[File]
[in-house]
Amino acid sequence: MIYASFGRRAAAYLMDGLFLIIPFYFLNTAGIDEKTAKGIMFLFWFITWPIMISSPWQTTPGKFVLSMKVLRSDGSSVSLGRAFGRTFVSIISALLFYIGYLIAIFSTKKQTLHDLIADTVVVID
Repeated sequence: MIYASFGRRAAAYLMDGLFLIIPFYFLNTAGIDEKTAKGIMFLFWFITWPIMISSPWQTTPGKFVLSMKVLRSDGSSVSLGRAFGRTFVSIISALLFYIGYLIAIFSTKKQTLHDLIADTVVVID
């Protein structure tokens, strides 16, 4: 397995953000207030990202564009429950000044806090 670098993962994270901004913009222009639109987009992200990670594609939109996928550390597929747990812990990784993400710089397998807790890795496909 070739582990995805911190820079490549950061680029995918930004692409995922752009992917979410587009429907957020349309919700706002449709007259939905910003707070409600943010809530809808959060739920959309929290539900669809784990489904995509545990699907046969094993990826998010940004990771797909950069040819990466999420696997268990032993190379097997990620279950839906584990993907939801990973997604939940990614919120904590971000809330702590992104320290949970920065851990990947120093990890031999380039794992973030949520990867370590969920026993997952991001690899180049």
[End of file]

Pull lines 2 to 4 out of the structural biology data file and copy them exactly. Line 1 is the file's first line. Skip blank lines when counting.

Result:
Amino acid sequence: MIYASFGRRAAAYLMDGLFLIIPFYFLNTAGIDEKTAKGIMFLFWFITWPIMISSPWQTTPGKFVLSMKVLRSDGSSVSLGRAFGRTFVSIISALLFYIGYLIAIFSTKKQTLHDLIADTVVVID
Repeated sequence: MIYASFGRRAAAYLMDGLFLIIPFYFLNTAGIDEKTAKGIMFLFWFITWPIMISSPWQTTPGKFVLSMKVLRSDGSSVSLGRAFGRTFVSIISALLFYIGYLIAIFSTKKQTLHDLIADTVVVID
């Protein structure tokens, strides 16, 4: 397995953000207030990202564009429950000044806090 670098993962994270901004913009222009639109987009992200990670594609939109996928550390597929747990812990990784993400710089397998807790890795496909 070739582990995805911190820079490549950061680029995918930004692409995922752009992917979410587009429907957020349309919700706002449709007259939905910003707070409600943010809530809808959060739920959309929290539900669809784990489904995509545990699907046969094993990826998010940004990771797909950069040819990466999420696997268990032993190379097997990620279950839906584990993907939801990973997604939940990614919120904590971000809330702590992104320290949970920065851990990947120093990890031999380039794992973030949520990867370590969920026993997952991001690899180049």